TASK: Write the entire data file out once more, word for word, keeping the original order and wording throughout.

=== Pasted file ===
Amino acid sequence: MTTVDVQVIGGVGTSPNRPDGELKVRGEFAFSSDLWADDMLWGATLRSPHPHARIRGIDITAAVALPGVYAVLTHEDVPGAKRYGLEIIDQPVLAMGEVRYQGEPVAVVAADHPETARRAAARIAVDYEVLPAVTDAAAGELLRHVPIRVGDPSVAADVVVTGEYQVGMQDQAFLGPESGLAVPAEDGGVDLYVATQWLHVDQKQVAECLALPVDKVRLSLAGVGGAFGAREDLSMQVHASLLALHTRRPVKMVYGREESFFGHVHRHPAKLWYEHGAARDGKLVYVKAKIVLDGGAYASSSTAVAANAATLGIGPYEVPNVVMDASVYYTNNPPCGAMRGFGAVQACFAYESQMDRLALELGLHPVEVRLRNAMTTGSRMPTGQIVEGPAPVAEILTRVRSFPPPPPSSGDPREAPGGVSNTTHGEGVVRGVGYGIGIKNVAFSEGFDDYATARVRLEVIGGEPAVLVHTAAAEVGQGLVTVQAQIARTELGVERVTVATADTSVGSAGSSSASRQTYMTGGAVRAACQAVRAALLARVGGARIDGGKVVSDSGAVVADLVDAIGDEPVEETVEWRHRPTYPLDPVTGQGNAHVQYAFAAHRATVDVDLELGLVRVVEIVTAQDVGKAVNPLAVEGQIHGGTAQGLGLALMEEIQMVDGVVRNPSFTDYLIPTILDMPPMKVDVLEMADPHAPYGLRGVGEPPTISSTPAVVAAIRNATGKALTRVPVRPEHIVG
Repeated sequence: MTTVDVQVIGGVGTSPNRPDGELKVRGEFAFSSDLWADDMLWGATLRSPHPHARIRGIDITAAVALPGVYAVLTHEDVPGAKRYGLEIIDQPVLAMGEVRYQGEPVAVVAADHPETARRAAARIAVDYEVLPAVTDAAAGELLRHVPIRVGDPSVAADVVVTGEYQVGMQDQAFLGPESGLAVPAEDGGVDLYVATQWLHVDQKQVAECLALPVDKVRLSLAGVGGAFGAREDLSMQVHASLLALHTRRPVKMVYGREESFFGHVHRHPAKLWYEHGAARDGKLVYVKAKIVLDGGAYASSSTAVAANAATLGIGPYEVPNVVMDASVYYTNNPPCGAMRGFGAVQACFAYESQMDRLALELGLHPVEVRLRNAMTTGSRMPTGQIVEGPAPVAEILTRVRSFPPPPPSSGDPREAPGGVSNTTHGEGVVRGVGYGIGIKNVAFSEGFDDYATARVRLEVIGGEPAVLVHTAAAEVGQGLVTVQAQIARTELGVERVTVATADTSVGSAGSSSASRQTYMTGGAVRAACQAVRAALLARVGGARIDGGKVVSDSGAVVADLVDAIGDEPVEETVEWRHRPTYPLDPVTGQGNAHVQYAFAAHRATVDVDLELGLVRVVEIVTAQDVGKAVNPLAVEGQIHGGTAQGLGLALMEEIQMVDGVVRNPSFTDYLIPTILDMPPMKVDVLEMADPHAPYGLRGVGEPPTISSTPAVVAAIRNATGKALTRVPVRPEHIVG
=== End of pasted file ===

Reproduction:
Amino acid sequence: MTTVDVQVIGGVGTSPNRPDGELKVRGEFAFSSDLWADDMLWGATLRSPHPHARIRGIDITAAVALPGVYAVLTHEDVPGAKRYGLEIIDQPVLAMGEVRYQGEPVAVVAADHPETARRAAARIAVDYEVLPAVTDAAAGELLRHVPIRVGDPSVAADVVVTGEYQVGMQDQAFLGPESGLAVPAEDGGVDLYVATQWLHVDQKQVAECLALPVDKVRLSLAGVGGAFGAREDLSMQVHASLLALHTRRPVKMVYGREESFFGHVHRHPAKLWYEHGAARDGKLVYVKAKIVLDGGAYASSSTAVAANAATLGIGPYEVPNVVMDASVYYTNNPPCGAMRGFGAVQACFAYESQMDRLALELGLHPVEVRLRNAMTTGSRMPTGQIVEGPAPVAEILTRVRSFPPPPPSSGDPREAPGGVSNTTHGEGVVRGVGYGIGIKNVAFSEGFDDYATARVRLEVIGGEPAVLVHTAAAEVGQGLVTVQAQIARTELGVERVTVATADTSVGSAGSSSASRQTYMTGGAVRAACQAVRAALLARVGGARIDGGKVVSDSGAVVADLVDAIGDEPVEETVEWRHRPTYPLDPVTGQGNAHVQYAFAAHRATVDVDLELGLVRVVEIVTAQDVGKAVNPLAVEGQIHGGTAQGLGLALMEEIQMVDGVVRNPSFTDYLIPTILDMPPMKVDVLEMADPHAPYGLRGVGEPPTISSTPAVVAAIRNATGKALTRVPVRPEHIVG
Repeated sequence: MTTVDVQVIGGVGTSPNRPDGELKVRGEFAFSSDLWADDMLWGATLRSPHPHARIRGIDITAAVALPGVYAVLTHEDVPGAKRYGLEIIDQPVLAMGEVRYQGEPVAVVAADHPETARRAAARIAVDYEVLPAVTDAAAGELLRHVPIRVGDPSVAADVVVTGEYQVGMQDQAFLGPESGLAVPAEDGGVDLYVATQWLHVDQKQVAECLALPVDKVRLSLAGVGGAFGAREDLSMQVHASLLALHTRRPVKMVYGREESFFGHVHRHPAKLWYEHGAARDGKLVYVKAKIVLDGGAYASSSTAVAANAATLGIGPYEVPNVVMDASVYYTNNPPCGAMRGFGAVQACFAYESQMDRLALELGLHPVEVRLRNAMTTGSRMPTGQIVEGPAPVAEILTRVRSFPPPPPSSGDPREAPGGVSNTTHGEGVVRGVGYGIGIKNVAFSEGFDDYATARVRLEVIGGEPAVLVHTAAAEVGQGLVTVQAQIARTELGVERVTVATADTSVGSAGSSSASRQTYMTGGAVRAACQAVRAALLARVGGARIDGGKVVSDSGAVVADLVDAIGDEPVEETVEWRHRPTYPLDPVTGQGNAHVQYAFAAHRATVDVDLELGLVRVVEIVTAQDVGKAVNPLAVEGQIHGGTAQGLGLALMEEIQMVDGVVRNPSFTDYLIPTILDMPPMKVDVLEMADPHAPYGLRGVGEPPTISSTPAVVAAIRNATGKALTRVPVRPEHIVG